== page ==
The last year of Linda Clary's life has been filled with uncertainty, but as her family inches closer to justice, there's one message the mother is confident in.
Clary's son, John Umberger, was found dead in his New York City townhouse during Memorial Day weekend in 2022 after a night out at an LGBTQ+ bar. While police originally believed his death to be an accident or possible suicide, Clary knew from the beginning that "something was off."
"It was presented to me as if John sat on the bed to tie his shoes and just fell over and died," she tells Stephen Walker of Our World. "And that did not make sense. John was only 33 that day."
John Umberger's mother has a message for the LGBTQ+ community
Clary immediately noticed the suspicious circumstances surrounding her son's death, the first being that "his phone indicated that he was still using it, but no one could reach him." Despite apps showing that he had been active on social media and that his messages were being read, his family was unable to get in contact with him.
More red flags arose when Umberger began missing previously scheduled social and work events. After contacting friends and coworkers, Clary found that no one had heard anything from her son. She reached out to the New York Police Department, who performed a a wellness check of Umberger's work residence, tragically revealing that he had died.
While it was quickly determined that her son's death was caused by an overdose, Clary did not believe it was a suicide as the police were insisting.
"Police wanted to present to us that John must have gone out and partied ... and someone robbed him at the club, and he just was so depressed, and came home and did a bunch of drug and overdosed," she explains. "That's not how my boy would have ever responded if something like that had happened."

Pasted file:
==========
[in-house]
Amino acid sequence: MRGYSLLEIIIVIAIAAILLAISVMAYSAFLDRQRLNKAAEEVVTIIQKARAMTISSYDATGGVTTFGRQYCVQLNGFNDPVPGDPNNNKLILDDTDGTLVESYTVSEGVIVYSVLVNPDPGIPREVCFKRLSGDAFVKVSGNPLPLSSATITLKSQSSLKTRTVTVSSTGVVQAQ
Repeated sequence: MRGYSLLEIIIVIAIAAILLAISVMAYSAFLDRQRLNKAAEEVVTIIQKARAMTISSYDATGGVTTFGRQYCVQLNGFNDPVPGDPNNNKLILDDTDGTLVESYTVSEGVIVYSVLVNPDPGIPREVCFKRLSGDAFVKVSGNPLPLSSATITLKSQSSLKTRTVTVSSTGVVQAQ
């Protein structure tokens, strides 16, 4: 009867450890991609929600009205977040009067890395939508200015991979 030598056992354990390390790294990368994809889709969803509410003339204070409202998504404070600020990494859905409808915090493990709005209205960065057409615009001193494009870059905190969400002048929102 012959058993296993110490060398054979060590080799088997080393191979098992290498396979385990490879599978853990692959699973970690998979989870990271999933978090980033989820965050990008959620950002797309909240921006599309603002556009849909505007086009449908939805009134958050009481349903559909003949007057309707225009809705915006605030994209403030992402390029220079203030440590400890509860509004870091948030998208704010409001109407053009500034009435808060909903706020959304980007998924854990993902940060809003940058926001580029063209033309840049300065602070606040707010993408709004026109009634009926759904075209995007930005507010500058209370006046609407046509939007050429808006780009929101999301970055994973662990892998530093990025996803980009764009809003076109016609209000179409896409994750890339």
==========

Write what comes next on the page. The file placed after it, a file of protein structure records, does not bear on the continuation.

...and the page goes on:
Clary says that law enforcement's misconceptions "forced us to do our own detective work," including tracking her son's finances and last movements herself. After learning that Umberger's credit cards had been maxed out, Clary went to the precinct and "refused to leave" until she was able to speak with burglary detectives and "present to them our timeline to say this is not an overdose. This is something much more sinister."
Umberger's death also mirrored that of Julio Ramirez, a 25-year-old social worker whose tragic death occurred during a “drug-facilitated theft.” Autopsies revealed that both Ramirez and Umberger had the same drugs in their systems, including fentanyl, lidocaine, and cocaine. The realization that this had "happened to countless other people" allowed the pieces of the mystery to begin falling into place.
It was largely due to the advocacy of Clary and her family that Umberger and Ramirez's deaths were ruled homicides in March of this year. At least six people believed to be connected to the cases have been indicted, and police are now tracking down the men directly involved in their deaths, seeking to charge them with second-degree murder, as well as robbery, identity theft, grand larceny, and conspiracy.
While Clary and her family await justice, she notes that her son's case is "yet one more example of people taking advantage of the vulnerability within [the LGBTQ+] community." Even after his death, she is proud of her son for his achievements and identity, but wishes to warn other members of his community of the dangers that exist, even in environments that are meant to be safe spaces.
"You are a blessing. Please stick together and be safe and look after one another. Don't go out on your own," she says. "The old truth that our grandparents and great grandparents taught us of don't talk to strangers, sadly still holds true, even in a sexual context, whether you're heterosexual or homosexual. There are still laws of the universe that sadly exist that if you want to be safe."